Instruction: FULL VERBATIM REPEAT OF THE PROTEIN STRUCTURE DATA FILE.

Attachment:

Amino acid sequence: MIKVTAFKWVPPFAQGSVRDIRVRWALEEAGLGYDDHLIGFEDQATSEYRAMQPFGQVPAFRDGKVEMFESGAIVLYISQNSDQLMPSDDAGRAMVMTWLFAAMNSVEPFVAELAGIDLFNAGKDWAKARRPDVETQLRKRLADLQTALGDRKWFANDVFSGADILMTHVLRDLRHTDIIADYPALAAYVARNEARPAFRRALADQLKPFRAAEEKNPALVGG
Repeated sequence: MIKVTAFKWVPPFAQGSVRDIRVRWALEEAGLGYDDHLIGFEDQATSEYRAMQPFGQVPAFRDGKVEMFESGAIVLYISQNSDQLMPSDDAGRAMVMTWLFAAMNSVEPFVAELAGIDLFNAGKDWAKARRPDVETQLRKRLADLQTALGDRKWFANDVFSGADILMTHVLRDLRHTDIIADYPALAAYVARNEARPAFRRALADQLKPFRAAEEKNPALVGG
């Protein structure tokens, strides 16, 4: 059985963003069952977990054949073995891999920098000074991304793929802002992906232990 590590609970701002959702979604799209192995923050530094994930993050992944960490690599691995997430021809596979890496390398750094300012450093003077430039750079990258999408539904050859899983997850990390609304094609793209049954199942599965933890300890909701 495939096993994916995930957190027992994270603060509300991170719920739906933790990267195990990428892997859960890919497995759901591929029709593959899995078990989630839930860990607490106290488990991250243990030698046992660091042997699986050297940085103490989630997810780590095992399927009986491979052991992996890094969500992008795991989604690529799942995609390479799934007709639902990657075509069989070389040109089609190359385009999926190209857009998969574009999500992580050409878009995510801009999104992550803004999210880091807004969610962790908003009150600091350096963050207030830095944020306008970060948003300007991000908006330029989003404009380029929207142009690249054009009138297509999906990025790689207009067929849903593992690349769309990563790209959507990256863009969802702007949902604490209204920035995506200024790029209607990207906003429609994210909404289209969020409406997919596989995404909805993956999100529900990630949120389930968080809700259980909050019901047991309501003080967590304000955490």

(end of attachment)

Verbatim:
Amino acid sequence: MIKVTAFKWVPPFAQGSVRDIRVRWALEEAGLGYDDHLIGFEDQATSEYRAMQPFGQVPAFRDGKVEMFESGAIVLYISQNSDQLMPSDDAGRAMVMTWLFAAMNSVEPFVAELAGIDLFNAGKDWAKARRPDVETQLRKRLADLQTALGDRKWFANDVFSGADILMTHVLRDLRHTDIIADYPALAAYVARNEARPAFRRALADQLKPFRAAEEKNPALVGG
Repeated sequence: MIKVTAFKWVPPFAQGSVRDIRVRWALEEAGLGYDDHLIGFEDQATSEYRAMQPFGQVPAFRDGKVEMFESGAIVLYISQNSDQLMPSDDAGRAMVMTWLFAAMNSVEPFVAELAGIDLFNAGKDWAKARRPDVETQLRKRLADLQTALGDRKWFANDVFSGADILMTHVLRDLRHTDIIADYPALAAYVARNEARPAFRRALADQLKPFRAAEEKNPALVGG
């Protein structure tokens, strides 16, 4: 059985963003069952977990054949073995891999920098000074991304793929802002992906232990 590590609970701002959702979604799209192995923050530094994930993050992944960490690599691995997430021809596979890496390398750094300012450093003077430039750079990258999408539904050859899983997850990390609304094609793209049954199942599965933890300890909701 495939096993994916995930957190027992994270603060509300991170719920739906933790990267195990990428892997859960890919497995759901591929029709593959899995078990989630839930860990607490106290488990991250243990030698046992660091042997699986050297940085103490989630997810780590095992399927009986491979052991992996890094969500992008795991989604690529799942995609390479799934007709639902990657075509069989070389040109089609190359385009999926190209857009998969574009999500992580050409878009995510801009999104992550803004999210880091807004969610962790908003009150600091350096963050207030830095944020306008970060948003300007991000908006330029989003404009380029929207142009690249054009009138297509999906990025790689207009067929849903593992690349769309990563790209959507990256863009969802702007949902604490209204920035995506200024790029209607990207906003429609994210909404289209969020409406997919596989995404909805993956999100529900990630949120389930968080809700259980909050019901047991309501003080967590304000955490």